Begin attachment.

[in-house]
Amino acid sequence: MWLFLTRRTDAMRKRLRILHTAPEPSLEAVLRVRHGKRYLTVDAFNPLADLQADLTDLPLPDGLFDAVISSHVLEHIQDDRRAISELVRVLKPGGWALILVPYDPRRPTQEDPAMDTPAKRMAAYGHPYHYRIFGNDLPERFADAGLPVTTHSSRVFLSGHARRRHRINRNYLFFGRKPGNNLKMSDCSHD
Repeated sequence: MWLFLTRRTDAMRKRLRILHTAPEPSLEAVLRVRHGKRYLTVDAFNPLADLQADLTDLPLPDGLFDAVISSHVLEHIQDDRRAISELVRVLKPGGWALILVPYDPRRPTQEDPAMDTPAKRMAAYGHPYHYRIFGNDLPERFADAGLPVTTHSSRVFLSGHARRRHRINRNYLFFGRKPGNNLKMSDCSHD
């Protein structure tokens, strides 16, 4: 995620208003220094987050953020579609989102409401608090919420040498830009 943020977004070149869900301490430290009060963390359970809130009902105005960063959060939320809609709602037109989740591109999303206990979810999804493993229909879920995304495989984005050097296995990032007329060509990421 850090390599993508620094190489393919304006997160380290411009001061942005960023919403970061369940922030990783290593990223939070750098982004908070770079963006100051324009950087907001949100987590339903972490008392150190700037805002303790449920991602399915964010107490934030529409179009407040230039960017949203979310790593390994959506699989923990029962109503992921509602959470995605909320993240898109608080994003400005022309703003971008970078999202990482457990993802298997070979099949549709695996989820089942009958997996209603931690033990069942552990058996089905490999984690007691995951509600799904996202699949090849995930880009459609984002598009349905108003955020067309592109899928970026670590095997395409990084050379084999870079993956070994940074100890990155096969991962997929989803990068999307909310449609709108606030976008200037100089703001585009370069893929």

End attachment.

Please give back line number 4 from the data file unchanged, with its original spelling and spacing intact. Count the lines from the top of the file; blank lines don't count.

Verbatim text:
């Protein structure tokens, strides 16, 4: 995620208003220094987050953020579609989102409401608090919420040498830009 943020977004070149869900301490430290009060963390359970809130009902105005960063959060939320809609709602037109989740591109999303206990979810999804493993229909879920995304495989984005050097296995990032007329060509990421 850090390599993508620094190489393919304006997160380290411009001061942005960023919403970061369940922030990783290593990223939070750098982004908070770079963006100051324009950087907001949100987590339903972490008392150190700037805002303790449920991602399915964010107490934030529409179009407040230039960017949203979310790593390994959506699989923990029962109503992921509602959470995605909320993240898109608080994003400005022309703003971008970078999202990482457990993802298997070979099949549709695996989820089942009958997996209603931690033990069942552990058996089905490999984690007691995951509600799904996202699949090849995930880009459609984002598009349905108003955020067309592109899928970026670590095997395409990084050379084999870079993956070994940074100890990155096969991962997929989803990068999307909310449609709108606030976008200037100089703001585009370069893929």